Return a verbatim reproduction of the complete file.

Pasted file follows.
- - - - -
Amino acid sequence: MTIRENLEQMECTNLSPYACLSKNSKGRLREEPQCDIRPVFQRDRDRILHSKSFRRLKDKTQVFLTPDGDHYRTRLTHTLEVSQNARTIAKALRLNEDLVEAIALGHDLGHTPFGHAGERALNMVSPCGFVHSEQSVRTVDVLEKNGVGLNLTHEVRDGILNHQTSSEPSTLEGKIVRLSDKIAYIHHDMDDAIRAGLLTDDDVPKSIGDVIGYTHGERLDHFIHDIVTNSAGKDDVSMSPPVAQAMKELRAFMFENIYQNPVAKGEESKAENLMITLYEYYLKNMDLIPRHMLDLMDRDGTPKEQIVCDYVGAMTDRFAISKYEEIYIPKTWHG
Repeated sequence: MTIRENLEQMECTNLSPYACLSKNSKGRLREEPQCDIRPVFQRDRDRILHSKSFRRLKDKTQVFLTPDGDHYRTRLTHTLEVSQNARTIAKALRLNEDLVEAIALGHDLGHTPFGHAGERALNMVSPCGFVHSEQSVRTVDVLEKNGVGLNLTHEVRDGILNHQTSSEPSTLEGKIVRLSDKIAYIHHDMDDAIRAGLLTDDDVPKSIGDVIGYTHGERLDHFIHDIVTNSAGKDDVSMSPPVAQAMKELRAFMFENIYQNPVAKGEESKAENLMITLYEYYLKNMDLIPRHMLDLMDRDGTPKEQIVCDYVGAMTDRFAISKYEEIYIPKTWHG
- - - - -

Amino acid sequence: MTIRENLEQMECTNLSPYACLSKNSKGRLREEPQCDIRPVFQRDRDRILHSKSFRRLKDKTQVFLTPDGDHYRTRLTHTLEVSQNARTIAKALRLNEDLVEAIALGHDLGHTPFGHAGERALNMVSPCGFVHSEQSVRTVDVLEKNGVGLNLTHEVRDGILNHQTSSEPSTLEGKIVRLSDKIAYIHHDMDDAIRAGLLTDDDVPKSIGDVIGYTHGERLDHFIHDIVTNSAGKDDVSMSPPVAQAMKELRAFMFENIYQNPVAKGEESKAENLMITLYEYYLKNMDLIPRHMLDLMDRDGTPKEQIVCDYVGAMTDRFAISKYEEIYIPKTWHG
Repeated sequence: MTIRENLEQMECTNLSPYACLSKNSKGRLREEPQCDIRPVFQRDRDRILHSKSFRRLKDKTQVFLTPDGDHYRTRLTHTLEVSQNARTIAKALRLNEDLVEAIALGHDLGHTPFGHAGERALNMVSPCGFVHSEQSVRTVDVLEKNGVGLNLTHEVRDGILNHQTSSEPSTLEGKIVRLSDKIAYIHHDMDDAIRAGLLTDDDVPKSIGDVIGYTHGERLDHFIHDIVTNSAGKDDVSMSPPVAQAMKELRAFMFENIYQNPVAKGEESKAENLMITLYEYYLKNMDLIPRHMLDLMDRDGTPKEQIVCDYVGAMTDRFAISKYEEIYIPKTWHG